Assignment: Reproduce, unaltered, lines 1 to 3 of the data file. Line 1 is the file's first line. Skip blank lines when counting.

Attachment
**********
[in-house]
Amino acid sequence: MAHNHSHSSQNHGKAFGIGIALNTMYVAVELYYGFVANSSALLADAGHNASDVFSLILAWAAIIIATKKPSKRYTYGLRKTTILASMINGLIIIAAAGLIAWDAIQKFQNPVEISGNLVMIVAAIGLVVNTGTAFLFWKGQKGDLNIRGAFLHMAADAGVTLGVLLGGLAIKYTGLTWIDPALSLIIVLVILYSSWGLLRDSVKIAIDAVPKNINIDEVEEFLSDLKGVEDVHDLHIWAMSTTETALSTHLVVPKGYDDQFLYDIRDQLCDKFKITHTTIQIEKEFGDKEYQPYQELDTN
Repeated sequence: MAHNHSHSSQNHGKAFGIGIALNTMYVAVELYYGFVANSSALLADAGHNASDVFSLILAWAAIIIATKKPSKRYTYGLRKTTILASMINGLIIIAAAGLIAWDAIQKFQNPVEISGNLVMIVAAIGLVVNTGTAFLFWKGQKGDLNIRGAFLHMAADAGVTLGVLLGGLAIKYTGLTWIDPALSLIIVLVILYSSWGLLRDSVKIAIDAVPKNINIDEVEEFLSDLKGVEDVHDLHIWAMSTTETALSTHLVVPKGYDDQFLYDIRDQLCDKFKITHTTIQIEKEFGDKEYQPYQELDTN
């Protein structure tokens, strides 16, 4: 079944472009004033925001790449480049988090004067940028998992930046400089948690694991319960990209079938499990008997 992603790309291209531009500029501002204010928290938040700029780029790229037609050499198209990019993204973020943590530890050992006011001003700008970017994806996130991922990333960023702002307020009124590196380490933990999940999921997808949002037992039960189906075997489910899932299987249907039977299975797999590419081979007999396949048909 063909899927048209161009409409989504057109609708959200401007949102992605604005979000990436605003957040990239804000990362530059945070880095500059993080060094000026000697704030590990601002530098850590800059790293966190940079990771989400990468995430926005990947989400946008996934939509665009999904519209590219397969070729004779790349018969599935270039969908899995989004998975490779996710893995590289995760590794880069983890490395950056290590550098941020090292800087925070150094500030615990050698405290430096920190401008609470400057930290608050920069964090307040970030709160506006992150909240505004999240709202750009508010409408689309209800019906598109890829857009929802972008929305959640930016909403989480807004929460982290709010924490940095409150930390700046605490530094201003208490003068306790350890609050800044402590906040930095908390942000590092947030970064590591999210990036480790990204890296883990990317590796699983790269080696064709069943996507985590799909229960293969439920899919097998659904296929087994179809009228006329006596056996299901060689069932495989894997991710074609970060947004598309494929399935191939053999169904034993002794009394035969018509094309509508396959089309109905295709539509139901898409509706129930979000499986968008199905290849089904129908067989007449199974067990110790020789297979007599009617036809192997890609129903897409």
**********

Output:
[in-house]
Amino acid sequence: MAHNHSHSSQNHGKAFGIGIALNTMYVAVELYYGFVANSSALLADAGHNASDVFSLILAWAAIIIATKKPSKRYTYGLRKTTILASMINGLIIIAAAGLIAWDAIQKFQNPVEISGNLVMIVAAIGLVVNTGTAFLFWKGQKGDLNIRGAFLHMAADAGVTLGVLLGGLAIKYTGLTWIDPALSLIIVLVILYSSWGLLRDSVKIAIDAVPKNINIDEVEEFLSDLKGVEDVHDLHIWAMSTTETALSTHLVVPKGYDDQFLYDIRDQLCDKFKITHTTIQIEKEFGDKEYQPYQELDTN
Repeated sequence: MAHNHSHSSQNHGKAFGIGIALNTMYVAVELYYGFVANSSALLADAGHNASDVFSLILAWAAIIIATKKPSKRYTYGLRKTTILASMINGLIIIAAAGLIAWDAIQKFQNPVEISGNLVMIVAAIGLVVNTGTAFLFWKGQKGDLNIRGAFLHMAADAGVTLGVLLGGLAIKYTGLTWIDPALSLIIVLVILYSSWGLLRDSVKIAIDAVPKNINIDEVEEFLSDLKGVEDVHDLHIWAMSTTETALSTHLVVPKGYDDQFLYDIRDQLCDKFKITHTTIQIEKEFGDKEYQPYQELDTN